I got a call tonight from a neighbor. He wanted to learn more about organic growing.
Now, I have chased a few cows with him and we know each other through having lived here a while, but he would not normally come to mind if you asked me to list those interested in organics.
What does that tell me? I don't know, but I was encouraged to learn it and anxious to help. The way he put it, he was just as surprised to see ME as the contact person to learn more!
I used to be in full-contact with the UT Extension Service regarding organics since I was heavily involved in the TLSA (Tennessee Land Stewardship Association) back in the 90's. (not 1890's but 1990's) We tried our best to encourage organics with the small farmers in the area and the Extension Service was always an important part of that equation.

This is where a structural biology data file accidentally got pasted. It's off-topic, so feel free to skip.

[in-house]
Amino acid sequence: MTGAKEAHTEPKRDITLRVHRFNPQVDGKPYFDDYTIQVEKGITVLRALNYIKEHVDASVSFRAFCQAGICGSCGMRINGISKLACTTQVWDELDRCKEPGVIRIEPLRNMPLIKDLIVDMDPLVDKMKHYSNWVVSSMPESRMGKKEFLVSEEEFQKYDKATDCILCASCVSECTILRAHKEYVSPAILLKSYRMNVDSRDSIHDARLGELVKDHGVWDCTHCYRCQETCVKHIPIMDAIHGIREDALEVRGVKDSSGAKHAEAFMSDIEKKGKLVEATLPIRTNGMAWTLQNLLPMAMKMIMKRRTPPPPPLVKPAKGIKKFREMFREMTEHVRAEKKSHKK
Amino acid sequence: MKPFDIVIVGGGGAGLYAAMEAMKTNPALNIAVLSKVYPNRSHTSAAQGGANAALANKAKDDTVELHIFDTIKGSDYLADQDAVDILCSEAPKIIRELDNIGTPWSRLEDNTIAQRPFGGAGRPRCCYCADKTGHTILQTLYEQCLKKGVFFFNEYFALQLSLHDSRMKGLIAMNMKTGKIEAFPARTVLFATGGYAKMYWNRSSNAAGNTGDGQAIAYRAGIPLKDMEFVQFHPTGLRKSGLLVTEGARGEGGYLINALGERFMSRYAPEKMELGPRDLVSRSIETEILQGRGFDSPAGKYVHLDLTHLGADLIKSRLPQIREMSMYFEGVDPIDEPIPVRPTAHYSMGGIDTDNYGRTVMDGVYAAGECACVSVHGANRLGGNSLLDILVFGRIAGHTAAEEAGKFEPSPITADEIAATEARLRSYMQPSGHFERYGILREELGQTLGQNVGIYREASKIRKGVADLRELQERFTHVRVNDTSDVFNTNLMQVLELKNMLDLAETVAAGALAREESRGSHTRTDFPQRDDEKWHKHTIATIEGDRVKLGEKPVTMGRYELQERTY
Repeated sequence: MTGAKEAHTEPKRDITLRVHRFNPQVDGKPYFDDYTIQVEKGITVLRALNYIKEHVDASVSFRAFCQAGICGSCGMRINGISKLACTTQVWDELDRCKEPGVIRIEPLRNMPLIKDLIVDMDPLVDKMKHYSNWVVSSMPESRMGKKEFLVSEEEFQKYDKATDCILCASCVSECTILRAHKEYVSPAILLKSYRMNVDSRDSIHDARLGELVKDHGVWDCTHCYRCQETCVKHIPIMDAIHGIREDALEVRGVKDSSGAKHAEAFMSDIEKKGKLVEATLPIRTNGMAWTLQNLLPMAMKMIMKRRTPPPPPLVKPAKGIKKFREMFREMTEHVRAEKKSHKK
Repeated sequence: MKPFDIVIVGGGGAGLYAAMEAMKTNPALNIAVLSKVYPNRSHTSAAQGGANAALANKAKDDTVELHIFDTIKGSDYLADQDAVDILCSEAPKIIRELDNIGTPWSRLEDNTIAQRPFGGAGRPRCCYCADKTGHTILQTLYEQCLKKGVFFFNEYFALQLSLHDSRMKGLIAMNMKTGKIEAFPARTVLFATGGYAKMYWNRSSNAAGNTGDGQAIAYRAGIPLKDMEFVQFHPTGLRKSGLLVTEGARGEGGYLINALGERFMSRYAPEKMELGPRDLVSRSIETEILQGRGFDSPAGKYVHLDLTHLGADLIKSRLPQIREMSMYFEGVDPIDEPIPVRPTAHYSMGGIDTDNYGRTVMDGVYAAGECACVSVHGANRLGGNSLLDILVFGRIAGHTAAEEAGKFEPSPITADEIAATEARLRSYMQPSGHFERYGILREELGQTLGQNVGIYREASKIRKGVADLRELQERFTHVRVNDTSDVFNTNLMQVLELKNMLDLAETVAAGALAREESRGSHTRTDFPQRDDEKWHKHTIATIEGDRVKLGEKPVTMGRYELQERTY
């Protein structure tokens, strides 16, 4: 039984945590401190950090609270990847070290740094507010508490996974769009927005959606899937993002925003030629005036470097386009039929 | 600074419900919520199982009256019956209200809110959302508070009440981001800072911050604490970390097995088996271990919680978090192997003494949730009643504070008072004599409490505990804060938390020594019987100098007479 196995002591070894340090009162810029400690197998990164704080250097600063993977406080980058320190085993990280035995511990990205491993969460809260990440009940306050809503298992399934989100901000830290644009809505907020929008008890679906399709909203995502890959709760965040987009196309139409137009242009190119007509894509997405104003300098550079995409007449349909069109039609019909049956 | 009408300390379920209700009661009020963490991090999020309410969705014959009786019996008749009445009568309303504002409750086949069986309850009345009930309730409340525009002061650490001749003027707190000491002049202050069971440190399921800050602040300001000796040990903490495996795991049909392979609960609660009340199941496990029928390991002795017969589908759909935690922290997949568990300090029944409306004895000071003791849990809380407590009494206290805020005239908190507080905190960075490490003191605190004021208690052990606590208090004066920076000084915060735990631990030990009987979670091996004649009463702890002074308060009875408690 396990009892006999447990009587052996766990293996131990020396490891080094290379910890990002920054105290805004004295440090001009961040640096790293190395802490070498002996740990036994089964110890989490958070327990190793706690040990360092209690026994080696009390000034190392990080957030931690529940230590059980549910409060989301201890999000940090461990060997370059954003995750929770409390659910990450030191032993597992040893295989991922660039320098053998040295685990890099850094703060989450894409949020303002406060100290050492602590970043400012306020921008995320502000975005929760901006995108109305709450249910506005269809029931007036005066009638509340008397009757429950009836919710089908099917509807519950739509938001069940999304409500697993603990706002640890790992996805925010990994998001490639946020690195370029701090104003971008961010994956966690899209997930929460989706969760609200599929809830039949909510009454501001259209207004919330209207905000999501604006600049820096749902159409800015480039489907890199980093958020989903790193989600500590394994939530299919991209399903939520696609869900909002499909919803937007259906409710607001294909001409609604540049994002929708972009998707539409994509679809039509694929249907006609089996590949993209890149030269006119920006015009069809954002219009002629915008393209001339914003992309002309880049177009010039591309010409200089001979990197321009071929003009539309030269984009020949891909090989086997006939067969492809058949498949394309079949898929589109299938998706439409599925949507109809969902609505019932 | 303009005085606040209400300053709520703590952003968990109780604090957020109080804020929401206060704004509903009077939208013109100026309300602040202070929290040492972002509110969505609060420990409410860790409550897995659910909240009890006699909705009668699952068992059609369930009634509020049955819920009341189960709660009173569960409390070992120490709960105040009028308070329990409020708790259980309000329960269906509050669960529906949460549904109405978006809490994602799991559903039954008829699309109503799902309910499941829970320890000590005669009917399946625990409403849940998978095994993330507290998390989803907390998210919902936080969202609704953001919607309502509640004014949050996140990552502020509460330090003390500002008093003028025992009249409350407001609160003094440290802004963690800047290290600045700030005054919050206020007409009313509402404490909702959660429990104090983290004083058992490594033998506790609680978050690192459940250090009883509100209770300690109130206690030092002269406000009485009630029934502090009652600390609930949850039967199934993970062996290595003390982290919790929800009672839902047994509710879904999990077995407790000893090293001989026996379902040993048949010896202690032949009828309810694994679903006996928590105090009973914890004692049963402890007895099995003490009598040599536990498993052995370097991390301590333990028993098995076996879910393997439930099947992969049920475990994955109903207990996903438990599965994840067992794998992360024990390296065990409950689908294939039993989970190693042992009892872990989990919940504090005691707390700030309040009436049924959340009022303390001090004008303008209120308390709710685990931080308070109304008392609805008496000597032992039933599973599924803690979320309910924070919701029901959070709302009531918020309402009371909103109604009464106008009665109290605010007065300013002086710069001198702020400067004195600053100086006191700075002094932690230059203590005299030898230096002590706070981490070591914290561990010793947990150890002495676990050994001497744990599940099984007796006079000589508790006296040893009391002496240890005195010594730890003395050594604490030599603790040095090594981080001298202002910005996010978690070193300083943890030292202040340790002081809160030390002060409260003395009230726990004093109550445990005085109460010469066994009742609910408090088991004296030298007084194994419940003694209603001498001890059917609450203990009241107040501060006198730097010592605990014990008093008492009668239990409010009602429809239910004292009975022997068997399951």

It seems they must have printed my name and contact info in their literature and are still using it. I get several inquiries each spring, and I am more than happy to help
There are numerous sources on the web for organic or sustainable agriculture. Here are a few:
http://www.attra.org/ Formerly known as Appropriate Technology Transfer for Rural Areas it is now National Center for Appropriate Technology (NCAT) but still has the "attra" web domain name
http://www.foginfo.org/ Florida Organic Growers in addition to many things they also offer certification in the state of Tennessee
http://www.naturallygrown.org/ An alternative to calling your items organic this site promotes similar objectives but side-steps the National Certification quagmire.
http://www.organicvalley.coop/ an example of an organic coop marketing website and their stories
I'll post more resources on mybedfordcounty.com in the near future, but there is just not enough time. Besides, I've blogged enough for one day.